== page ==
David von Oheimb's Photo Gallery: Lycia (Teke Peninsula), Turkey, 08 - 20 Sep 2011

See also Gabor's multimedia presentations in low and high resolution and my photos of 2006.
The Lycian Way is counted among the ten most beautiful trekking routes of the world, and I tend to believe this. It enables one to experience very closely Lycia's grand combination of mountains, coastline, ancient culture, and local hospitality. Food, lodging, and transport is pretty inexpensive (compared to central European standards).
Having only 11 days at our disposal, we decided to focus on the eastern half, hiking from Kaş to Göynük while taking the local bus (dolmuş) for the presumably less interesting stretch from Demre to Mavikent. In the end we hiked (much) less, as will be explained below.


One of our planning sources, a German website by Peter Lill, suggested Özmen Pansiyon as a place to stay in Antalya, which turned out to be a good choice as it is good value, located in the old town, and has a large rooftop terrace with view of the sea. To my knowledge, the old town (plus maybe the Düden Waterfalls) is the only place in Antalya worth visiting as a tourist.

Coast from above

Old Town


Özmen Pansiyon



Getting from Antalya to Kaş (ancient Antiphellos) by bus is a picturesque four-hours ride. We were lucky to be there on Friday, when the local market is held. We chose to stay in Aphrodite Pansiyon, because it offers a good view of the village and the surrounding bay, in particular at sunset. The family owning and running it turned out to be extremely friendly.

First impression

Flats in the north

Friday market




Aphrodite Pansiyon


We knew that our first stage of the Lycian Way would be pretty tough. Yet we did not expect that it was that lengthy, rugged, and hot. We brought about 4 liters of water, but in total needed 8 liters. Departing from Kaş at 6:10, we arrived in Aperlaı as late as 22:15, gladly using our headlamps, after running out of water four hours before. We cannot recommend the last third of our track (which is not part of the official Lycian Way anyway) because it takes very long time and after the gorge the markers are only partially visible.
For the first two thirds of our way, we followed the official path, which is well marked. We got a very friendly unexpected breakfast from a fisher/farmer family at Fakdere Mevki. Arriving at a junction marked "turnoff" below, we continued straight (because, according to the map, this should have been a shortcut) and pretty soon hit a gorge at a place marked Barak Limanı on Open Street Map (OSM) or Open Cycle Map (OCM). The gorge was a perfect place to have siesta as it was relatively cool.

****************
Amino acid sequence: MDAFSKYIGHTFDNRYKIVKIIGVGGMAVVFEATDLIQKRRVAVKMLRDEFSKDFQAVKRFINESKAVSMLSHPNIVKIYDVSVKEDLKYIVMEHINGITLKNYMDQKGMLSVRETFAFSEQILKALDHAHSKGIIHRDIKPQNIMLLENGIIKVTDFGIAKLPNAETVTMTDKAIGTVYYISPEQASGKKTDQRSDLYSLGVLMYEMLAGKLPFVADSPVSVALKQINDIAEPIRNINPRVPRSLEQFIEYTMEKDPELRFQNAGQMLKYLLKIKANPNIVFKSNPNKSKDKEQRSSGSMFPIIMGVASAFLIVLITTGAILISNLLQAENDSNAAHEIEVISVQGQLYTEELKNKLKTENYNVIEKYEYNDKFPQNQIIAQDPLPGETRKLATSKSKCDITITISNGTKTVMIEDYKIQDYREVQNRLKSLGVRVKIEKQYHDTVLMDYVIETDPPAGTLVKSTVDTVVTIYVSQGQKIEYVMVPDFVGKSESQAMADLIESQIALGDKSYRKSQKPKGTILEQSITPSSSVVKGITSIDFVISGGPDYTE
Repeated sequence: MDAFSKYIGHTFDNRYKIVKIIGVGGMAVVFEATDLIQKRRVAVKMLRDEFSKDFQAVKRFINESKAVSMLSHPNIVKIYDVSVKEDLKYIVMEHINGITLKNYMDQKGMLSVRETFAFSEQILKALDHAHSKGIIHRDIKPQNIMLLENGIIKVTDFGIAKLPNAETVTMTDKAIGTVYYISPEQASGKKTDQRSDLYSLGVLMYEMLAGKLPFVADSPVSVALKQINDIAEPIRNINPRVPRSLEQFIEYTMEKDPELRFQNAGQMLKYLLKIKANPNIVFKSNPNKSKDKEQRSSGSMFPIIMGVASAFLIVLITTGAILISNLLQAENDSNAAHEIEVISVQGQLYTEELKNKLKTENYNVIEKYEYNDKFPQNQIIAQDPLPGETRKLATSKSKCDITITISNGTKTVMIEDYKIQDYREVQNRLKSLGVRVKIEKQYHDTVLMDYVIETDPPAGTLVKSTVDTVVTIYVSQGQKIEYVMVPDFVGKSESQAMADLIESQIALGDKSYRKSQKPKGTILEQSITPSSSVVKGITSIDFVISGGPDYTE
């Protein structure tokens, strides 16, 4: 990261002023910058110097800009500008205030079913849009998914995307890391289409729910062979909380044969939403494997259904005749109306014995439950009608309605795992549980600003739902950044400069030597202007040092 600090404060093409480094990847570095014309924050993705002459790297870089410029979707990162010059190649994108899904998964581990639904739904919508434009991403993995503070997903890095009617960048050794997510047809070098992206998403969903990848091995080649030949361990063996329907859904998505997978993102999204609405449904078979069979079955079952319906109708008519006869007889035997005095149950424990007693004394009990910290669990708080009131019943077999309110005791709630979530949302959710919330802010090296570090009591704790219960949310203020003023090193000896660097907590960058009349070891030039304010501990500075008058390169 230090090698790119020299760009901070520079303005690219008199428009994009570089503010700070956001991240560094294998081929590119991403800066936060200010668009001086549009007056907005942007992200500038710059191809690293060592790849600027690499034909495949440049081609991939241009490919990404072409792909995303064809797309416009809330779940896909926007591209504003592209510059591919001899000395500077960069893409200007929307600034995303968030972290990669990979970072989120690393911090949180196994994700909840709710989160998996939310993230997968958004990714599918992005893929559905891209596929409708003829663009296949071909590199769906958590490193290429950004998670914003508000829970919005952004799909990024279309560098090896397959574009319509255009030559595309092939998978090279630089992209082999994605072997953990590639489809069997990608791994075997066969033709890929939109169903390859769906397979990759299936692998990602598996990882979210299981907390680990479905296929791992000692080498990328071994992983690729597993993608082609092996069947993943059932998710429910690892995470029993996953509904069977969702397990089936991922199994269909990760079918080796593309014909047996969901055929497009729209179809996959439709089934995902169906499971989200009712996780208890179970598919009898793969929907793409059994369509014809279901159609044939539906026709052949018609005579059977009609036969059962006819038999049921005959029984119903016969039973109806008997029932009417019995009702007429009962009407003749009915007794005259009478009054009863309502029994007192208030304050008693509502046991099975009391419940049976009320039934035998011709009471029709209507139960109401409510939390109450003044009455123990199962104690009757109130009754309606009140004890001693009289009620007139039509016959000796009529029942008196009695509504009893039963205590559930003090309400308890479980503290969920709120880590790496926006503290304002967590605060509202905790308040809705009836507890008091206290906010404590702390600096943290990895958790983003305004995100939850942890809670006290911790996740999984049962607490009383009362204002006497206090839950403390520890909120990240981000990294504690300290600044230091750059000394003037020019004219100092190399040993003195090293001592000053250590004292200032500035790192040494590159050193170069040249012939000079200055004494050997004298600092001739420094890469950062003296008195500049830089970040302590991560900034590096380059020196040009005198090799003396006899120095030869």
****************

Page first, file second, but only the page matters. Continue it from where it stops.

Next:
After climbing out of the gorge, we tried hard hooking up with a path that is marked on OSM/OCM, but this turned out pretty wrong. I meanwhile removed the wrong section on the map (using Potlatch 2). We fought ourselves for about an hour through thorny shrubs until we finally hit a marked trail, which we were able to follow more or less until Aperlaı. So we managed to do accomplish our planned stage, but at quite some loss: we not only received numerous scratches on our legs and arms, but I also got a very bad blister that prohibited further trekking on my part. Moreover, I ruined Gabor's hiking poles and lost my 165€ pocket camera somewhere in the bushes during the first hour after the gorge :-(
During the whole day we were faithfully escorted by two dogs. On the photos you can see how exhausted they were, being 16 hours in the heat with essentially no food and only very sparse freshwater. We did not even take photos after the gorge because there was not much to see except shrubs and we were struggling with more essential issues.

A GPS recording of our hiking route is available for download as GPX file or KML file for Google Earth.
It can be directly viewed on Google Terrain Maps (including waypoints) and on GPSies (including waypoints and statistics).

Kaş-Fakdere Mevki

Fakdere Mevki

Fakdere Mevki-Barak Limanı

We were extremely glad to arrive at Aperlaı, where we had booked a room at the only Purple House, the only place to stay there. The owner and his staff received us very friendly and did all they could to help us to recover from the long hike and feel at home. He also arranged a boat for us to go to Kekova to swim and see the partly sunken ruins of Dolchiste/Dolikisthe on its northern shore, then continue to Üçağız via Kaleköy (or just "Kale", ancient Simena) with its Genoese castle and its ancient Lycian sarcophagi.

Purple House at Aperlaı

Boat trip to Kekova

Sunken City (Lost City)



I ended up staying in the charming fishing village of Üçağız (ancient Teimioussa) for four days — much longer than expected, in order to give my blister more time to heal. This relaxed place certainly was not the worst one to be. At Ibrahim Restaurant we got into contact with the very hospitable owners of Baba Veli Pansiyon, which offered excellent value and the quietness that I was looking for, perfectly located directly at the sea shore just a few steps from the central waterfront.
On the second day we accepted a pretty irresistible offer for a full-day boat trip, although this included Kekova, Sunken City, and Kaleköy, which we had already seen.
Gabor left the next morning to continue the itinerary we had planned, while I spent two more relaxing days in the village


bathing boat

morning mood

Babaveli Pansiyon

the blister, disinfected using Bromine

Ibrahim and Hassan restaurants

2nd excursion: bathing

2nd excursion: Kekova and Sunken City

2nd excursion: Kaleköy

2nd excursion: return